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Setting Up Perforce Using Firewalls

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Instructions on setting up your client machine to connect to the Perforce server through a firewall.


Perforce clients communicate with a Perforce Server using TCP/IP. The server listens for connections at a specific port on the machine it is running on, and clients make connections to that port.

The port number the server listens on is specified when it is run; in the following example the port is 3710. The number is arbitrary, except that it must be chosen to not conflict with any other networking services. The port number used on the client machine is dynamically allocated.

The network without a firewall

A firewall is a network element which prevents any packets from outside the local, trusted network from reaching the local network. This is done at a low level in the network protocol - specifically, any packets not coming from a trusted IP address are simply ignored.

In the following scenario, the Perforce client is unable to connect to the server because it is from an untrusted part of the network and none of its connection requests reach the machine the server is running on.

The network blocking Perforce with a firewall

The only solution is to establish a connection to the Perforce Server from the untrusted network through the trusted network. This can be done securely using a secure shell (ssh). Many secure shell implementations exist (but they are not distributed with or by Perforce). Mac OS X and most current Unix distributions have some form of ssh. Windows users might consider installing Cygwin and OpenSSH.

ssh is meant to be a replacement for rsh (remote shell), which means it allows you to log into a remote system and execute commands as if you were locally controlling the machine. The connection is encrypted, so none of the data is visible to the Untrusted Network. With simple utilities such as rsh, even your password as you type it is visible; not so with ssh.

So, one solution is to use ssh to log into the firewall machine and run the Perforce client there. That is not the optimal solution, however; typically you want your client files right on your local machine.

The best solution takes advantage of ssh's ability to forward arbitrary TCP/IP connections. The Perforce client can appear to be connecting from the firewall machine over the local, trusted network; the link between the firewall machine and the machine running the client is passed through the secure channel set up by ssh.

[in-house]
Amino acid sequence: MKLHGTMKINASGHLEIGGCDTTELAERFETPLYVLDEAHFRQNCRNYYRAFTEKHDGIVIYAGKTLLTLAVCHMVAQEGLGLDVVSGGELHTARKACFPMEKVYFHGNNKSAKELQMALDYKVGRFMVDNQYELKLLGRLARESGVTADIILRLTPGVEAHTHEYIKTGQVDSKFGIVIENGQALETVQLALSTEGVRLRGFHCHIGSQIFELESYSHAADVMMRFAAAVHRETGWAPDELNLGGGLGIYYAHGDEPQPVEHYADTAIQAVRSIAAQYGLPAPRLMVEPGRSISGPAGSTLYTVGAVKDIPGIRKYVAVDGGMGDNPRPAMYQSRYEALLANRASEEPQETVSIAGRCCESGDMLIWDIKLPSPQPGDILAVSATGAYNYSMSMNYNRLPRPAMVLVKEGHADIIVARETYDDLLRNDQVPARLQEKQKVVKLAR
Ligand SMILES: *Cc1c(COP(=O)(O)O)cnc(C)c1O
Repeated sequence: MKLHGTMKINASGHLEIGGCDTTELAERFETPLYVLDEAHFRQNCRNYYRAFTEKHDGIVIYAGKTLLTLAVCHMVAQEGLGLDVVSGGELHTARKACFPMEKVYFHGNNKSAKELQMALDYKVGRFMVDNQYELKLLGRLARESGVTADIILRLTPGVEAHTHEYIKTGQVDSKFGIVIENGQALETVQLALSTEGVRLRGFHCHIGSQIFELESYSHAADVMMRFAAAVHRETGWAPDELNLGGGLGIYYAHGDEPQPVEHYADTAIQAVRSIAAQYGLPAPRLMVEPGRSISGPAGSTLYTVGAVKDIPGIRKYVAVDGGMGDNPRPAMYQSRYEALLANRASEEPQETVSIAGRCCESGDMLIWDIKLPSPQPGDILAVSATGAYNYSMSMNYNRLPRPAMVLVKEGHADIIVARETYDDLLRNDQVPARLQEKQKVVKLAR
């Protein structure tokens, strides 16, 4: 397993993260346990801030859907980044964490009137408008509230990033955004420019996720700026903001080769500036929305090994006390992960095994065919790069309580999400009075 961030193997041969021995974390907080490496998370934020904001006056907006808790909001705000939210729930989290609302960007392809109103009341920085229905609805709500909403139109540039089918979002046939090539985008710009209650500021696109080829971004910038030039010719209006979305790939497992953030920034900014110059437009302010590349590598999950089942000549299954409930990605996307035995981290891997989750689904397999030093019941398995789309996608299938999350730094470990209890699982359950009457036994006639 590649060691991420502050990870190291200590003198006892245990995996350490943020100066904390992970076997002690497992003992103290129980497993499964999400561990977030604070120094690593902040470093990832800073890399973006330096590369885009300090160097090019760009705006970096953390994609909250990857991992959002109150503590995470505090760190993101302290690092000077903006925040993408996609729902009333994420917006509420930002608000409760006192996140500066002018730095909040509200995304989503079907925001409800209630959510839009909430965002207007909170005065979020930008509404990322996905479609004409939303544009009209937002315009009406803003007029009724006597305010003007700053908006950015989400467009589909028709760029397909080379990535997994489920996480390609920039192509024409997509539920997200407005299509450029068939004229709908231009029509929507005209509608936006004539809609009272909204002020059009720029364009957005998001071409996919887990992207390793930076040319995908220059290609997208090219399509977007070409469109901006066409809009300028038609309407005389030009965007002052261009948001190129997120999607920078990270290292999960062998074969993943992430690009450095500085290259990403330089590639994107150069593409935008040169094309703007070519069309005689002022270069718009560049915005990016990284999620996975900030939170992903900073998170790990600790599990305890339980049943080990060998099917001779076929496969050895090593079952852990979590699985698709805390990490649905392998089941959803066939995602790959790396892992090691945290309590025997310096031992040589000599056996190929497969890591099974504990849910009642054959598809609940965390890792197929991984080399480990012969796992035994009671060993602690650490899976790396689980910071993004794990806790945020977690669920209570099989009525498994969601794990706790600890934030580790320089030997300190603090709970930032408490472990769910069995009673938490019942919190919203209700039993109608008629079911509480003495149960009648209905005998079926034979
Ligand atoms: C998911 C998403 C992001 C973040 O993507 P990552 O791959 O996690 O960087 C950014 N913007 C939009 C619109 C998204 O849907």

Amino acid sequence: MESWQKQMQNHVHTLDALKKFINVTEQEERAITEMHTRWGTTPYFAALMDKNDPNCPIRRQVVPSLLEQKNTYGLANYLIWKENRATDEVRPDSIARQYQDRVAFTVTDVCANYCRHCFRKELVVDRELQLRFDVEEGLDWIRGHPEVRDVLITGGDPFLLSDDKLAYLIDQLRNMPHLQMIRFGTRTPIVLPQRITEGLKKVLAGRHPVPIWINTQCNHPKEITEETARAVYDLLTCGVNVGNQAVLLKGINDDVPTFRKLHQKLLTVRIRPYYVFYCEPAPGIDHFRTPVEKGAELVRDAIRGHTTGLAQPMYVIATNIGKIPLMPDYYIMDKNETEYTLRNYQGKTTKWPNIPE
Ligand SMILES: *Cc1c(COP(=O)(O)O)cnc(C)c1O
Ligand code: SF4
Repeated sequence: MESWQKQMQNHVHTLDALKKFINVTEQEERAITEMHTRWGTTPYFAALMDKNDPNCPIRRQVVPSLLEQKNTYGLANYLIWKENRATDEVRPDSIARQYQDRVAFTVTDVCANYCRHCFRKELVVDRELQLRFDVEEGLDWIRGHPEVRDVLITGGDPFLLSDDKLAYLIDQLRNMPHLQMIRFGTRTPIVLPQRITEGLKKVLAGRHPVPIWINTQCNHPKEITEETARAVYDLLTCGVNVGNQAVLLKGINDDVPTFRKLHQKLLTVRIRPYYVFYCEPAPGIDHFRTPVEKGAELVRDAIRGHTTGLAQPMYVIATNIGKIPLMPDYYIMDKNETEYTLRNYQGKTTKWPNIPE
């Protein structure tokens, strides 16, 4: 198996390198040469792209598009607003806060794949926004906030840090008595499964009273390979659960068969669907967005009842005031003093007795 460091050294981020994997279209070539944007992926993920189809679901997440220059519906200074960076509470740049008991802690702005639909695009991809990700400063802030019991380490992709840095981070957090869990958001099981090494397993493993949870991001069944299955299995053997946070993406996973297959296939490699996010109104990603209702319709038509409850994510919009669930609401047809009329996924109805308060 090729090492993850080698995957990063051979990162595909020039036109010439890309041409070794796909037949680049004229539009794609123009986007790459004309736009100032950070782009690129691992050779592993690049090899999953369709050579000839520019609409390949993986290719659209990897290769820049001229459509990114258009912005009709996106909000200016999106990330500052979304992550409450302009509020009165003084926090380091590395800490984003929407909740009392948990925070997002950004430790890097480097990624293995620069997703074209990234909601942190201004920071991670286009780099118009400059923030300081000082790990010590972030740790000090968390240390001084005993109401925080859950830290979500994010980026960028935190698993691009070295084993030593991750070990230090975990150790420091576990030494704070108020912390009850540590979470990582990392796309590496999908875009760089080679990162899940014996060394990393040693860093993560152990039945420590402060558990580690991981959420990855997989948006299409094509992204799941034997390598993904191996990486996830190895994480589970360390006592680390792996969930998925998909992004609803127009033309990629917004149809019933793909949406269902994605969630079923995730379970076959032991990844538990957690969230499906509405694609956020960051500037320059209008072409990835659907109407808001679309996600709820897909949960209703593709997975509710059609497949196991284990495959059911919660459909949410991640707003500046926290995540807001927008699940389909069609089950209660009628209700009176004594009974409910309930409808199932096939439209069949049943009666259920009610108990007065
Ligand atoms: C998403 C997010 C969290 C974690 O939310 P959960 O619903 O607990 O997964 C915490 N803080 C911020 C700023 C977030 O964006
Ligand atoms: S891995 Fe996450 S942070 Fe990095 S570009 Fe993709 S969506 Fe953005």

The network with Perforce tunneled through the firewall

Suppose the Perforce Server is on the machine "" and the firewall machine is called "". Choose 4242 for the local port, and note that the Perforce server is listening on port 3710. The ssh invocation to forward the TCP/IP connection is:

ssh -f -N -q -L
  • -f tells ssh to go into the background (daemonize).
  • -N tells ssh that you don't want to run a remote command. That is, you only want to forward ports.
  • -q tells ssh to be quiet
  • -L specifies the port forwarding <local_port>:<remote_host>:<remote_port>

In most circumstances, you will need to provide a password in order to login to "". Once the connection is established, ssh listens at port 4242 on the local machine and forwards the connection to "" and then, by way of the secure internal network, to port 3710 on "".

Configure your Perforce client to use port 4242 by setting the environment variable P4PORT to 4242. This means you are trying to connect to a server running on your local machine listening at port 4242, but now it is not a Perforce Server listening, it is ssh; data sent over this port is then transparently forwarded to the Perforce Server at "".


With a port (4242 in this example) on the local machine now forwarded to a secure server, it is prudent to be certain the local machine is secure! To do this, check your ssh client documentation to determine whether it accepts only local connections, or if it can be configured to prevent remote connections that can compromise your security.

It is possible to specify that the local end of the ssh tunnel use a specific ip address. For example:

ssh -f -N -q -L


Related Links
Configuring SSH on Mac OS X (External Site)
Cygwin Web Site (External Site)
OpenSSH for Windows (External Site)
Sun Article on SSH Tunnelling (External Site, has a good example using Perforce)



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